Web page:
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At the Belgrade army hospital, casualties of Bosnian civil war are treated. In the hospital they remember their youth and the war. Two young boys, Halil, a Muslim, and Milan, a Serb, have grown up together near a deserted tunnel linking the Yugoslav cities of Belgrade and Zagreb. They never dare go inside, as they believe an ogre resides there. Twelve years later, during the Bosnian civil war, Milan, who is trapped in the tunnel with his troop, and Halil, find themselves on opposing sides, fatefully heading toward confrontation. Written by
Saso Koren <firstname.lastname@example.org>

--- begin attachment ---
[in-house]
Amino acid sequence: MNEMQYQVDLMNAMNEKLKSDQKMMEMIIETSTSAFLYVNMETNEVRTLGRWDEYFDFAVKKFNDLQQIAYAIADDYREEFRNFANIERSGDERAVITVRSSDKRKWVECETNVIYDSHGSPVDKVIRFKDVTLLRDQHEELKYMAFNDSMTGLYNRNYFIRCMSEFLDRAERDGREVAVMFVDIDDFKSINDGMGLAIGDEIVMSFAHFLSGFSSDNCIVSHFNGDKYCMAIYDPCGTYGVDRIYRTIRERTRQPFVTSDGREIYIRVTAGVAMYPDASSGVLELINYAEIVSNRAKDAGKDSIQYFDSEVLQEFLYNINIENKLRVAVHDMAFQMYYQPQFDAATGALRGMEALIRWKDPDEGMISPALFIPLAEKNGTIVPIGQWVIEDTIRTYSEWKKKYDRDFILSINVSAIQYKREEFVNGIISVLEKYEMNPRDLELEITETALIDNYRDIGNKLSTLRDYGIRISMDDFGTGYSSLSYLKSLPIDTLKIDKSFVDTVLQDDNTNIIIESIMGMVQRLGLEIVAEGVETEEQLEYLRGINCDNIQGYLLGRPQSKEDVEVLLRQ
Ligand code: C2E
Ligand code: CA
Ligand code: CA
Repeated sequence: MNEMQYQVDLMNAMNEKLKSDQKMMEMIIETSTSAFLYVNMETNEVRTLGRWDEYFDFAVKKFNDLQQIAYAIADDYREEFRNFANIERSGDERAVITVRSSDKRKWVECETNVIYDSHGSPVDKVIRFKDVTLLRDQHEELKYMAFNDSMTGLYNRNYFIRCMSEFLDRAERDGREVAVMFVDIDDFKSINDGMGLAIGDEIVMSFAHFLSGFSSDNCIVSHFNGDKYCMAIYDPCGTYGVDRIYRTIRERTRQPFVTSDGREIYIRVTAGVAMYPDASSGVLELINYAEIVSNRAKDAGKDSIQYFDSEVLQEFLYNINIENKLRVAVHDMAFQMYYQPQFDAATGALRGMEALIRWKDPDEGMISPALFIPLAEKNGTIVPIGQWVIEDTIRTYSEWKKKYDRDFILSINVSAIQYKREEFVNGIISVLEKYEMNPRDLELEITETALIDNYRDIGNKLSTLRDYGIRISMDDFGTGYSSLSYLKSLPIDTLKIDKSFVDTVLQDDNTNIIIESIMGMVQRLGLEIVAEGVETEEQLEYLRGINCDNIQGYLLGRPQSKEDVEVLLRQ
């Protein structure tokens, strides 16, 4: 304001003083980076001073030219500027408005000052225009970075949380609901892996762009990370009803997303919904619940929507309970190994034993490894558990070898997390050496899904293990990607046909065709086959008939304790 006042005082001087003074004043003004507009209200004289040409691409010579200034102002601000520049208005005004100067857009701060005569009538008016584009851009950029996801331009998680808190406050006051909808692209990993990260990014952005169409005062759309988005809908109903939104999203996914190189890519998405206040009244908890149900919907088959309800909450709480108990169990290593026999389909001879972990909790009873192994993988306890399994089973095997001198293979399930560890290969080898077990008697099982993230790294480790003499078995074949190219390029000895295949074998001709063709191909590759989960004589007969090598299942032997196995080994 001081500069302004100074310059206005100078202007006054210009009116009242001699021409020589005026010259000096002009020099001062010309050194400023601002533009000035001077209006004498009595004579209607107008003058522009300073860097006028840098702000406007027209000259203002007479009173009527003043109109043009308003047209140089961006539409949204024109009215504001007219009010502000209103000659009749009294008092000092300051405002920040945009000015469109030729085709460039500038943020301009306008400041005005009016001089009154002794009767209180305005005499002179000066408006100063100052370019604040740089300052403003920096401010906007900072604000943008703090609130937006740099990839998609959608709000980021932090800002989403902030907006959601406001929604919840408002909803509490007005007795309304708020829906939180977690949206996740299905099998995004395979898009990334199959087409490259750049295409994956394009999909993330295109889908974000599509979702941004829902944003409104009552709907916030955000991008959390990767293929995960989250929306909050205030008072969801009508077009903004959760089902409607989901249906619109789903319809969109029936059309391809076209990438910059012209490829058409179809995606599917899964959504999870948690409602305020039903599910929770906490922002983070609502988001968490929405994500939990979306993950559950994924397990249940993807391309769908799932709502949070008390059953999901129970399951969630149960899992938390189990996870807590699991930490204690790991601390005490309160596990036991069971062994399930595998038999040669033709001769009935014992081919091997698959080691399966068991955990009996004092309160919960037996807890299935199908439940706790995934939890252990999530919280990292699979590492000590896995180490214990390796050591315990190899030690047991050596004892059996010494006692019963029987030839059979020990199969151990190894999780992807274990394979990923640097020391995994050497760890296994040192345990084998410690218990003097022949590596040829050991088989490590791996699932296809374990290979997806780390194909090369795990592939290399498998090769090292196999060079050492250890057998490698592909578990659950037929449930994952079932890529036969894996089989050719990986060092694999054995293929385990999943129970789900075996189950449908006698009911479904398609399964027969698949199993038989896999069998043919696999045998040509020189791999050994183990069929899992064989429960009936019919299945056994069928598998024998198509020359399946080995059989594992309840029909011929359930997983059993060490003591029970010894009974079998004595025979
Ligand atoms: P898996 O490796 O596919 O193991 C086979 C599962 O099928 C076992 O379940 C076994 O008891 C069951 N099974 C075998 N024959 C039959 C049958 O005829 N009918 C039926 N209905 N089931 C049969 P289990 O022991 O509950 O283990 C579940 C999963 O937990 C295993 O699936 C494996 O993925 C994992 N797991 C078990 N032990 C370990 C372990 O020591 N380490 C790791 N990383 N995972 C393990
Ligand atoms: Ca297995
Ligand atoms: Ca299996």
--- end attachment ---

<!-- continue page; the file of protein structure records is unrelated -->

Director Srdjan Dragojevic's Bosnian war film "Pretty Village, Pretty Flame" is an amazing movie about two friends separated by the cost of war. Milan is Serbian, and Halil is Muslim. They are best friends, and we learn much about them through flashbacks in the story. The movie is shown out of sequence, so we see Milan in the hospital, and through the various flashbacks we witness what got him to the hospital. One of the films images which stands out in my mind, is the beginning with the opening of the 1980 peace tunnel. During the celebration the man cuts his finger instead of the ribbon. Then we are forced to move unto the present where peace is far from any mindset. Both friends as children are afraid to go into a tunnel, for they fear an ogre lives in there. All grown up and in the heat of battle, Milan and his squad hide from the Muslims in that particular tunnel, only to be trapped there for days in a grueling stand off between the Serbs and Muslims. They almost become the ogres. Mulan remembers the good times with Halil, before the war broke out. A medical supply truck driven by a recovering junkie gets trapped in the cave also with a female American journalist who is hidden inside. The film is very realistic, but at the same time manages to throw in some dark comedy. Even when Mulan is in the hospital and can hardly move from injuries, he is still hellbent on killing a Bosnian soldier who is in the next room over. All he can think about is his mother and his family who is dead, and his fellow comrade who is almost dead. His other friend, the professor comforts him and tries to convince him that revenge is not worth it. From that point on the film grows more psychologically disturbing. There is so much in this film, that it is hard to describe unless you've seen it or understand the Bosnian conflict. "Pretty Village, Pretty Flame" is far from a typical Hollywood war film. Although the film is told through the view of the Serbian side, No military act is justified. This has to be one of the saddest films I have ever seen. Another image that haunts me even after the film has ended, is the scene where the ground is covered head to toe with dead corpses, including children. Emotional accordion music plays in the background, as the brutal nature of war is shown in a way a Hollywood film would never be able to. "Pretty Village Pretty Flame" is one of the best and underrated war films of all time. See it to remind yourself of how sad and terrible war is. It's a tense dramatic film that stays with you, long after it's over 10/10
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